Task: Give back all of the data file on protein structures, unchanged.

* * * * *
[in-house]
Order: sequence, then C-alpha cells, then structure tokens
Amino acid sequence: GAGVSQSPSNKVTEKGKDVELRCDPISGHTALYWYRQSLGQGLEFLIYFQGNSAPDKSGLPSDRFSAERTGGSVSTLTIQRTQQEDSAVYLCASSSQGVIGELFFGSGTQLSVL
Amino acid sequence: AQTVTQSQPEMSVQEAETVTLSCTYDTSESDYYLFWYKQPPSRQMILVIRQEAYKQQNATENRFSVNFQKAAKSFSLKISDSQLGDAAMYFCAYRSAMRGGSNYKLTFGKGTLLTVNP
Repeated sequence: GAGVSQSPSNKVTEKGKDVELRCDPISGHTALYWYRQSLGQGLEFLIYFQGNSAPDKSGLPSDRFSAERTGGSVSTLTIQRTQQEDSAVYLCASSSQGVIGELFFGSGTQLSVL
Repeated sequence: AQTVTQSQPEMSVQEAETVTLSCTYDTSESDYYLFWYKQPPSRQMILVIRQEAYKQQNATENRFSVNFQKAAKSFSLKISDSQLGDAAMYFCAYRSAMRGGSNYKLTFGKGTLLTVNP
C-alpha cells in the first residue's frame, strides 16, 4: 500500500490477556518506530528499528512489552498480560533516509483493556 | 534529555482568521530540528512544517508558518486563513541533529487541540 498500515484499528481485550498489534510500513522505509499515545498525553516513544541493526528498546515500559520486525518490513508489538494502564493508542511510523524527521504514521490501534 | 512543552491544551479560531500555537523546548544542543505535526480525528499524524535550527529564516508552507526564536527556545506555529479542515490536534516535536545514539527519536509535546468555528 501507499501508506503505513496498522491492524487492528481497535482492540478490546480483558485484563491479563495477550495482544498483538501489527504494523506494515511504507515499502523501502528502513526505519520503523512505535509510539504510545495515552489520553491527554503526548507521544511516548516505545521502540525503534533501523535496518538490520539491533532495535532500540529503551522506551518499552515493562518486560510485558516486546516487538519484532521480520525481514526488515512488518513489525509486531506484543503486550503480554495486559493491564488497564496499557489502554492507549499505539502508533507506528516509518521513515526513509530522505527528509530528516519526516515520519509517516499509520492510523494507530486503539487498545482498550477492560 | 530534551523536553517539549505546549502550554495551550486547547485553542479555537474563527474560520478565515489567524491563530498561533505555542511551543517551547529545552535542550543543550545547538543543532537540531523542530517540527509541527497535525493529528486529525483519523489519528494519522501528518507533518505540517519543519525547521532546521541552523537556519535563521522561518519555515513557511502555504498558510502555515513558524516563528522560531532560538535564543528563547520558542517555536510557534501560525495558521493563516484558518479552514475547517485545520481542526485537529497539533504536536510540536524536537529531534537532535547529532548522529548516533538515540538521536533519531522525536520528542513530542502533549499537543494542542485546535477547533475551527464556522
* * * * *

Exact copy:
[in-house]
Order: sequence, then C-alpha cells, then structure tokens
Amino acid sequence: GAGVSQSPSNKVTEKGKDVELRCDPISGHTALYWYRQSLGQGLEFLIYFQGNSAPDKSGLPSDRFSAERTGGSVSTLTIQRTQQEDSAVYLCASSSQGVIGELFFGSGTQLSVL
Amino acid sequence: AQTVTQSQPEMSVQEAETVTLSCTYDTSESDYYLFWYKQPPSRQMILVIRQEAYKQQNATENRFSVNFQKAAKSFSLKISDSQLGDAAMYFCAYRSAMRGGSNYKLTFGKGTLLTVNP
Repeated sequence: GAGVSQSPSNKVTEKGKDVELRCDPISGHTALYWYRQSLGQGLEFLIYFQGNSAPDKSGLPSDRFSAERTGGSVSTLTIQRTQQEDSAVYLCASSSQGVIGELFFGSGTQLSVL
Repeated sequence: AQTVTQSQPEMSVQEAETVTLSCTYDTSESDYYLFWYKQPPSRQMILVIRQEAYKQQNATENRFSVNFQKAAKSFSLKISDSQLGDAAMYFCAYRSAMRGGSNYKLTFGKGTLLTVNP
C-alpha cells in the first residue's frame, strides 16, 4: 500500500490477556518506530528499528512489552498480560533516509483493556 | 534529555482568521530540528512544517508558518486563513541533529487541540 498500515484499528481485550498489534510500513522505509499515545498525553516513544541493526528498546515500559520486525518490513508489538494502564493508542511510523524527521504514521490501534 | 512543552491544551479560531500555537523546548544542543505535526480525528499524524535550527529564516508552507526564536527556545506555529479542515490536534516535536545514539527519536509535546468555528 501507499501508506503505513496498522491492524487492528481497535482492540478490546480483558485484563491479563495477550495482544498483538501489527504494523506494515511504507515499502523501502528502513526505519520503523512505535509510539504510545495515552489520553491527554503526548507521544511516548516505545521502540525503534533501523535496518538490520539491533532495535532500540529503551522506551518499552515493562518486560510485558516486546516487538519484532521480520525481514526488515512488518513489525509486531506484543503486550503480554495486559493491564488497564496499557489502554492507549499505539502508533507506528516509518521513515526513509530522505527528509530528516519526516515520519509517516499509520492510523494507530486503539487498545482498550477492560 | 530534551523536553517539549505546549502550554495551550486547547485553542479555537474563527474560520478565515489567524491563530498561533505555542511551543517551547529545552535542550543543550545547538543543532537540531523542530517540527509541527497535525493529528486529525483519523489519528494519522501528518507533518505540517519543519525547521532546521541552523537556519535563521522561518519555515513557511502555504498558510502555515513558524516563528522560531532560538535564543528563547520558542517555536510557534501560525495558521493563516484558518479552514475547517485545520481542526485537529497539533504536536510540536524536537529531534537532535547529532548522529548516533538515540538521536533519531522525536520528542513530542502533549499537543494542542485546535477547533475551527464556522